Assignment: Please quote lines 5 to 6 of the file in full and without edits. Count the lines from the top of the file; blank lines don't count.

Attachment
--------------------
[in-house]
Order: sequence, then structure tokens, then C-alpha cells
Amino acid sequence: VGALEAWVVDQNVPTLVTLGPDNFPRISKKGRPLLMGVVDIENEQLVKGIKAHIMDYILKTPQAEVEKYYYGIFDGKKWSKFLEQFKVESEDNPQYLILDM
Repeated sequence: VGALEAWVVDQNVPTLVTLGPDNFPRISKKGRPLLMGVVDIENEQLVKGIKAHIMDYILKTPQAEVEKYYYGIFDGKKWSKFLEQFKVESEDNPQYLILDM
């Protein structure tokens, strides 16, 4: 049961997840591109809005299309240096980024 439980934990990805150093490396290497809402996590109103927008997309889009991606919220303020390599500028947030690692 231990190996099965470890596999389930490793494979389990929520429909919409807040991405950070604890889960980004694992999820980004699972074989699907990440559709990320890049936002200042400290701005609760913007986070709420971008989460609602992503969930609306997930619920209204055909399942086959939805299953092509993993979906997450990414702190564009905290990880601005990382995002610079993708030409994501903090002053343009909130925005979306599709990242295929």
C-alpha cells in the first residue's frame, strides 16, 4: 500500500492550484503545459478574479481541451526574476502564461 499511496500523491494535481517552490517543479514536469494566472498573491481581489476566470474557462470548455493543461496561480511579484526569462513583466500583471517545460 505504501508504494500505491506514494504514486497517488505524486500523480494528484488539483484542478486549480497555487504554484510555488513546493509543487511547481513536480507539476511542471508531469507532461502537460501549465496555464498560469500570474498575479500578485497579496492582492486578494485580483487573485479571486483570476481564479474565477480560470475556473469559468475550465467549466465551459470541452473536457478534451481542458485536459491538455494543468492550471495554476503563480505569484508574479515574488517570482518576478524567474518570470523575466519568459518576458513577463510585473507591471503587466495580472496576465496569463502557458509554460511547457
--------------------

């Protein structure tokens, strides 16, 4: 049961997840591109809005299309240096980024 439980934990990805150093490396290497809402996590109103927008997309889009991606919220303020390599500028947030690692 231990190996099965470890596999389930490793494979389990929520429909919409807040991405950070604890889960980004694992999820980004699972074989699907990440559709990320890049936002200042400290701005609760913007986070709420971008989460609602992503969930609306997930619920209204055909399942086959939805299953092509993993979906997450990414702190564009905290990880601005990382995002610079993708030409994501903090002053343009909130925005979306599709990242295929």
C-alpha cells in the first residue's frame, strides 16, 4: 500500500492550484503545459478574479481541451526574476502564461 499511496500523491494535481517552490517543479514536469494566472498573491481581489476566470474557462470548455493543461496561480511579484526569462513583466500583471517545460 505504501508504494500505491506514494504514486497517488505524486500523480494528484488539483484542478486549480497555487504554484510555488513546493509543487511547481513536480507539476511542471508531469507532461502537460501549465496555464498560469500570474498575479500578485497579496492582492486578494485580483487573485479571486483570476481564479474565477480560470475556473469559468475550465467549466465551459470541452473536457478534451481542458485536459491538455494543468492550471495554476503563480505569484508574479515574488517570482518576478524567474518570470523575466519568459518576458513577463510585473507591471503587466495580472496576465496569463502557458509554460511547457